sleep myths

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"Exercising before bed will make it hard for you to settle down."
Huge news for busy people, procrastinators and those who love to run in the moonlight: You can now work out before bed. Doctors and sleep experts (as well as your mom) previously recommended against this—the thinking was that the boost in adrenaline and heart rate would keep you awake. However, there wasn't a lot of solid evidence to support that theory. Then earlier this year, the National Sleep Foundation (NSF) found in a large survey that those who report exercising close to bedtime don't usually experience any differences in sleep quality compared with those who exercise earlier in the day. In a striking reversal, the NSF deleted the "no sweat before bed" rule from its sleep hygiene recommendations and now advises that exercise at any time of the day appears to be good for normal sleepers (chronic insomniacs might want to check with a specialist first). There's even evidence that light exercise—walking, yoga, Pilates, toning with weights—before bed can help you sleep, says H. Craig Heller, a biology professor at the Stanford University School of Medicine. The activity makes you feel slightly warm, and if you then go into a chilled bedroom, the drop in body temp will put right you out.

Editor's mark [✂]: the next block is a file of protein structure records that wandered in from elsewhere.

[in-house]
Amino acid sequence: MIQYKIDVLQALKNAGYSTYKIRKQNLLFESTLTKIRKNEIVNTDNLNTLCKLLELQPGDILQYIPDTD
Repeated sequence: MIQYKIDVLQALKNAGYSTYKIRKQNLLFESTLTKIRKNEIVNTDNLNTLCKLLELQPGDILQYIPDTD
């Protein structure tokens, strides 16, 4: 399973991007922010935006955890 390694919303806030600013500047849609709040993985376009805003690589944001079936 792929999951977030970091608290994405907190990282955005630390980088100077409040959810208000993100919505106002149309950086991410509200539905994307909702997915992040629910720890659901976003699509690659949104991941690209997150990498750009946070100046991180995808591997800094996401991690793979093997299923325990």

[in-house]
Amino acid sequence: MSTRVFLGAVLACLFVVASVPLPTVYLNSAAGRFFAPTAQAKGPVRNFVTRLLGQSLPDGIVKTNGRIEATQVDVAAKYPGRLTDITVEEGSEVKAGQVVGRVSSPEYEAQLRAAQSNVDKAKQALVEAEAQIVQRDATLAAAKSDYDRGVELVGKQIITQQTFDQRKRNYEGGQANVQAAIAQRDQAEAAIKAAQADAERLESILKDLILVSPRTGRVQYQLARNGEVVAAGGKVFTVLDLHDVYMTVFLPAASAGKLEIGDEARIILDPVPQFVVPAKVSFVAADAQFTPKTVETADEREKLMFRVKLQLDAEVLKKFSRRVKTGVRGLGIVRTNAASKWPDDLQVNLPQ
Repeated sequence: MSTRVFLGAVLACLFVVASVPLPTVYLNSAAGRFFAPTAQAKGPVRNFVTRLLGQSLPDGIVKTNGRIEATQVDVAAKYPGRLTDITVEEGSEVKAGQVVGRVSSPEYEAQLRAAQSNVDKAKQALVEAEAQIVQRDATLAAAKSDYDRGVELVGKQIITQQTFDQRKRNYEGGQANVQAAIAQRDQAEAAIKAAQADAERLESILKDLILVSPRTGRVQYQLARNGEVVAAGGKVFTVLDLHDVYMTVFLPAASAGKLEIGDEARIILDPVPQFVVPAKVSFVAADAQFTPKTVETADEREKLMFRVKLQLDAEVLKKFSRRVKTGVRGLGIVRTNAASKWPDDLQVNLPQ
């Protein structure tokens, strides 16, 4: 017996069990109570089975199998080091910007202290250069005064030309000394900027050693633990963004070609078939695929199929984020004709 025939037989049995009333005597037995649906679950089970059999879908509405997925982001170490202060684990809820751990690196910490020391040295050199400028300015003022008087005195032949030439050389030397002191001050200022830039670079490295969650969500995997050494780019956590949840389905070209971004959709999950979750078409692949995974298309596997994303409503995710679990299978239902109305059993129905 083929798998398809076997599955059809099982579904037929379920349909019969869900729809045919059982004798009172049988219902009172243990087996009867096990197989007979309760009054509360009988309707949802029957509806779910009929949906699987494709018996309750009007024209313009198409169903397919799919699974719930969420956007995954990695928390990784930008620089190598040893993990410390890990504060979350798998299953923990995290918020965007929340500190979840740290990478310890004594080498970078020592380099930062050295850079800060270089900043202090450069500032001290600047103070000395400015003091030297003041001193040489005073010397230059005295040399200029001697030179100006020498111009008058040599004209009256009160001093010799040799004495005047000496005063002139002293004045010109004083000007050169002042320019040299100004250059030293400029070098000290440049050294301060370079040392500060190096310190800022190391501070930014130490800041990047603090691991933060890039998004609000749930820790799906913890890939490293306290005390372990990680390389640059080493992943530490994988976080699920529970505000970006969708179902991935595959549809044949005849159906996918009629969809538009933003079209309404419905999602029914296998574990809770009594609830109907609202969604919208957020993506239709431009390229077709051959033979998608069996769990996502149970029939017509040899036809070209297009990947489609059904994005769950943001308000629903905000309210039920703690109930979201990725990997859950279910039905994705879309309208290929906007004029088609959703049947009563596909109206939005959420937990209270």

As a reminder, always consult your doctor for medical advice and treatment before starting any program.